Captain America is unique among superheroes in that he’s a square with sharp edges, an overgrown Boy Scout whose unflappable sense of right and wrong allows him to reject mindless jingoism in favor of higher virtues: bravery, compassion and a fierce sense of moral accountability. Co-created by Joe Simon and Jack Kirby, the character looks like a walking, talking recruitment poster — but on the inside he’s still scrawny little Steve Rogers, sworn to be helpful because he remembers what it’s like to be helpless. From cold-cocking Adolf Hitler on the cover of his first edition in 1941 to leading the Avengers in 2012, Cap has always been one of comics’ most fascinating contradictions: a political idealist disguised as a star-spangled propaganda tool.
Joe Johnston’s 2011 film Captain America: The First Avenger understood this. The movie was a rousing, unabashedly goofy tribute to World War II adventure serials that worked mainly due to the strength of its supporting cast — especially Hugo Weaving as the dastardly Red Skull — and the whiz-bang charm of its period setting. It found our hero, played with true-blue earnestness by Chris Evans, securely in his element: battling clearly defined bad guys such as the Nazi-sponsored terrorist ring HYDRA with his unit of Howling Commandos and making whoopee with the flirty but capable Agent Peggy Carter, played by Hayley Atwell.
The film’s box office haul — $176 million on a budget of roughly $140 million — was relatively modest by superhero standards, but it succeeded in incorporating Cap into Marvel’s cinematic universe, adding a much-needed sense of history and old school heroism to the stories that followed.
Then came Joss Whedon’s crossover opus The Avengers, which flung the gallant super-soldier into the modern world and tasked him with uniting a team of squabbling super-frenemies in time to save New York City from an alien armada led by the power-mad Loki, played by Tom Hiddleston. Some of the film’s early scenes — think of all those broken punching bags — hint at Cap’s struggle to adapt to a time period where most of his loved ones are either dead or languishing in retirement homes, but that existential angst seems to lift the moment he finds another foe to hurl his vibranium shield toward.
Captain America: The Winter Soldier, the newest and most politically conscious Marvel offering to date, refuses to grant our hero the luxury of knowing his enemy, a development that reflects the ambiguity of our own geopolitical reality. With the Battle of New York won and the Avengers effectively on hiatus since the Great Shawarma Summit, Cap has thrown himself into his fieldwork with S.H.I.E.L.D., signing on for increasingly perilous missions that allow for plenty of bonding time with the lithe, lethal Black Widow, played by Scarlett Johansson. When these operations begin calling for pre-emptive drone strikes, illegal surveillance techniques and other ethically dubious measures, an unnerved Cap voices his concerns to Nick Fury, portrayed by Samuel L. Jackson, who fires back with this cryptic response: “S.H.I.E.L.D. takes the world as it is, not as we’d like it to be.”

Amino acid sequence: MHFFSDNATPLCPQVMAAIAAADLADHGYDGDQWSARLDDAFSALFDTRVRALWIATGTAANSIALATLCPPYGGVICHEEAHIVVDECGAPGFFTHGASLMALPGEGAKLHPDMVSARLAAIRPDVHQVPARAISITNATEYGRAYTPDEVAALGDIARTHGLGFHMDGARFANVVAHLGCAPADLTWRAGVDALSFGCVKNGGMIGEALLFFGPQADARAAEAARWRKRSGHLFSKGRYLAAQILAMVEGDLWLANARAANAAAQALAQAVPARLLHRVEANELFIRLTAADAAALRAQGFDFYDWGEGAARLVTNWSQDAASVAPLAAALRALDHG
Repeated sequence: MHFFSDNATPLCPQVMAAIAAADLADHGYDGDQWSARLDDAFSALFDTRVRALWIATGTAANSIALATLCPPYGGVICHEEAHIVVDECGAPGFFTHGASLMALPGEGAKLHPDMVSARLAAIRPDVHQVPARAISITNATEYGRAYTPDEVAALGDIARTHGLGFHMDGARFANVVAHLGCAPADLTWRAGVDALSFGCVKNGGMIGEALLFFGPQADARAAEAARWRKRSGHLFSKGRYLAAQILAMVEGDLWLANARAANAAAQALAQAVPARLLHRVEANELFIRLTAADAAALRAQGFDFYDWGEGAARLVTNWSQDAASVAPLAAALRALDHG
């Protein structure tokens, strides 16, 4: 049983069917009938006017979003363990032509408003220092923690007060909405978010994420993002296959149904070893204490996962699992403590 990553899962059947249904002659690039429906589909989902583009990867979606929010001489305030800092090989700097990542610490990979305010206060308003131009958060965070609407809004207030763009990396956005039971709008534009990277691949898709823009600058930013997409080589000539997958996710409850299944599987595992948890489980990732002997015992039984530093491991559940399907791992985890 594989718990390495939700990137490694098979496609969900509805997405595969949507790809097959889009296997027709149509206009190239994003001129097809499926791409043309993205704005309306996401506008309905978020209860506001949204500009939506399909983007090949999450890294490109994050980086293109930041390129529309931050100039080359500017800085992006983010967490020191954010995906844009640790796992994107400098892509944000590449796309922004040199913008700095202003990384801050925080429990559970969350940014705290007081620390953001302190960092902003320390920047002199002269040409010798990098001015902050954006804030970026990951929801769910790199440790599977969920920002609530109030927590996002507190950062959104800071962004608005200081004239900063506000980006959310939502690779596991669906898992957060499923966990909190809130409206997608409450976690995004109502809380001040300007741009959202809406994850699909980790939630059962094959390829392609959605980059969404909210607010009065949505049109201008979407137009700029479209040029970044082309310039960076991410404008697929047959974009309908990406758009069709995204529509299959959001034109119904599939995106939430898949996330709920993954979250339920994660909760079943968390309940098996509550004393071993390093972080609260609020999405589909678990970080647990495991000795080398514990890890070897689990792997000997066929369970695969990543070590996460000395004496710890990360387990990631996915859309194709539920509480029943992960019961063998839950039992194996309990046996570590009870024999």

Many reviews have compared The Winter Soldier to paranoia thrillers from the ’70s such as The Conversation and The Parallax View, both compelling but deeply cynical films that spoke to the American people’s suspicions about the government and other major institutions in the noxious wake of Watergate. These similarities are only reinforced by the presence of Robert Redford, the star of Three Days of the Condor and All the President’s Men, who appears in The Winter Soldier as Alexander Pierce, a Washington, D.C. wheeler-dealer and S.H.I.E.L.D. bigwig whose easy smile hides the banked fires of a zealot. There’s also the eponymous Winter Soldier himself, a brainwashed assassin with an artificial arm and spoiler-heavy ties to Cap’s past. Judging by the trailer, he also wears more mascara than all the members of Green Day combined.
Marvel Studios President Kevin Feige and screenwriters Christopher Markus and Stephen McFeely have all cited Ed Brubaker’s acclaimed run on the comics as a primary influence on The Winter Soldier. Brubaker, a veteran of both Marvel and DC Comics, actually created the character back in 2005 as part of an effort to reinvigorate the series.
This grounded, more character-driven approach might also explain why Feige hired Joe and Anthony Russo — known collectively as the Russo Brothers — to direct the picture. The Russos, whose previous IMDB credits include the forgettable Owen Wilson comedy You, Me and Dupree and TV shows such as Arrested Development and Community, appear to have earned their blockbuster bonafides while filming The Winter Soldier, especially since Marvel has already asked them to helm the newly announced Captain America 3, which is currently aiming for a 2016 release date.
The more things around him change, the more Captain America needs to stay the same. Unlike Batman and Superman, who can support multiple impressions and interpretations, there’s really only one way to present Cap: steadfast yet gentle, hopeful yet honest. He’s not the United States’ mascot, nor was he ever meant to be. He’s the larger-than-life ideal we should all be striving for, regardless of where we come from, free from all labels and the terrors of misunderstanding. As the big man himself once said, by way of writer Frank Miller: “I’m loyal to nothing… except the Dream.”
Landon McDonald is a graduate student studying public relations. His column, “The Reel Deal,” runs Thursdays.